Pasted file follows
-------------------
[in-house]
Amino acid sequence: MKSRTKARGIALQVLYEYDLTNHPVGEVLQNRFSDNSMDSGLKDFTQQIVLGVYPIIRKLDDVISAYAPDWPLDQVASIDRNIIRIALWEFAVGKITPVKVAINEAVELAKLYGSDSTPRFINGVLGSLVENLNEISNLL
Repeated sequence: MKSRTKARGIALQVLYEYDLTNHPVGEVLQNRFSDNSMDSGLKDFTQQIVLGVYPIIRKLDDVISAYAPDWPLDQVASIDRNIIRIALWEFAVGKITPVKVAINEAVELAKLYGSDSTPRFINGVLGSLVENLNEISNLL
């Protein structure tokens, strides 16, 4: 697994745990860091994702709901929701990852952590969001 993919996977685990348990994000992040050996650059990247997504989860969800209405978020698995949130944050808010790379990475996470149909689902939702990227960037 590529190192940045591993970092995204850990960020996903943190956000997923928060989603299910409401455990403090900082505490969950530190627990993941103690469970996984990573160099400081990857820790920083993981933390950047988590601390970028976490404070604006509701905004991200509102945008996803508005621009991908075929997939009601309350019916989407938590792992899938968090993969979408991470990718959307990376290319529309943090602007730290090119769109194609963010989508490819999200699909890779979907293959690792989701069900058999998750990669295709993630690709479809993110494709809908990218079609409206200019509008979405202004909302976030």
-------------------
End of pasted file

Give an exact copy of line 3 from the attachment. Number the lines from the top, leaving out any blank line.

Repeated sequence: MKSRTKARGIALQVLYEYDLTNHPVGEVLQNRFSDNSMDSGLKDFTQQIVLGVYPIIRKLDDVISAYAPDWPLDQVASIDRNIIRIALWEFAVGKITPVKVAINEAVELAKLYGSDSTPRFINGVLGSLVENLNEISNLL